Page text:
By Dave Mills
Understanding that hindsight is 20/20, much of the blame for the present travails of the Mets falls squarely on personnel decisions that should have been dealt with very differently.
We will never now for sure which decisions can be attributed to whom, but Omar Minaya is the final arbiter on the roster.
True, we are only eight games into the season.
True, there have been a few positives (the Francoeur deal continues to look great, D. Wright seems to have his power stroke back, Big Pelf's new split finger looks terrific and the bullpen has looked surprisingly deep).
True, the 1969 Mets and other championship teams have had equally poor starts.
But many of us are just plain curious...
THE CURIOUS CASE OF JOHN MAINE
Clearly, Maine's fastball is not what it once was. And for a 29-year-old, that spells trouble. The loss of velocity was obvious all spring and no one was fooled. Yet, there was Maine in the 2nd spot in the rotation. Coming off an injury season and surgery, Omar could have opted for an extended spring that would have included a month to six weeks of experimental starts at Buffalo instead of in The Show. There were two viable right-handed options (Figueroa and Nieve), two valuable left-handed options (Misch and Takahashi) and a knuckleballer in RA Dickey (complete game tonight in Buffalo), who would have introduced an entirely different and plausible look to the Mets rotation. And with so many viable options, the same argument can be made in terms of Oliver Perez.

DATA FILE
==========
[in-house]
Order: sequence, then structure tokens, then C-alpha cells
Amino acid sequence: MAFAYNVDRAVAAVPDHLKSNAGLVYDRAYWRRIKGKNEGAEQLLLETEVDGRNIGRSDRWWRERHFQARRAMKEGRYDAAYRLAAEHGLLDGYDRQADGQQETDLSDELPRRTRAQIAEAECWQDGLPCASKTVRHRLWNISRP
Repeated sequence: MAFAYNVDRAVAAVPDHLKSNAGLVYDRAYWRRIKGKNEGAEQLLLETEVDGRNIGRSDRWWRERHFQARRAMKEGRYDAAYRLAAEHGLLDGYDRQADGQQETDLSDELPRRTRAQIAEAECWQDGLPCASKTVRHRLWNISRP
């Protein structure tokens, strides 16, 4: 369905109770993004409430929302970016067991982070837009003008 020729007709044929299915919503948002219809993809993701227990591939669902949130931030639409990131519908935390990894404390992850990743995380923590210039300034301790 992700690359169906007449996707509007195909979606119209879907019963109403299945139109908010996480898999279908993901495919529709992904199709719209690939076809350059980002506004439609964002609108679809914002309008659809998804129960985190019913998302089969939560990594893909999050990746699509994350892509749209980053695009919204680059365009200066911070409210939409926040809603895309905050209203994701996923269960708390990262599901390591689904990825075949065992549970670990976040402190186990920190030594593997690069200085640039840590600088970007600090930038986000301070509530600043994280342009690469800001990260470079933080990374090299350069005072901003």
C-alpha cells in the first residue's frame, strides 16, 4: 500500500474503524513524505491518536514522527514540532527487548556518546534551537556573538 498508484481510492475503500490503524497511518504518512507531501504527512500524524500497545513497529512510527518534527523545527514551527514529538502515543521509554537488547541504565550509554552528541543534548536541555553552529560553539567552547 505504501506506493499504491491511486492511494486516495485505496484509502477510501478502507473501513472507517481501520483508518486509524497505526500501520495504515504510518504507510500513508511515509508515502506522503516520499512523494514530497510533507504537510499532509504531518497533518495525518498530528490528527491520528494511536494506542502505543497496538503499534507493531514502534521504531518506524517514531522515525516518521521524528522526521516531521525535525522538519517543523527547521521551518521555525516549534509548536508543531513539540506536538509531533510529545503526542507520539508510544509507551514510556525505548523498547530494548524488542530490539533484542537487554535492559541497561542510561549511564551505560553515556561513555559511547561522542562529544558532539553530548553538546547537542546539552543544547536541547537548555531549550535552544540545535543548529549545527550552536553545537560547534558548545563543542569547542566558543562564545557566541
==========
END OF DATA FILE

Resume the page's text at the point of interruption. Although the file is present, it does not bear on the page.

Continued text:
THE CURIOUS CASE OF CHRIS CARTER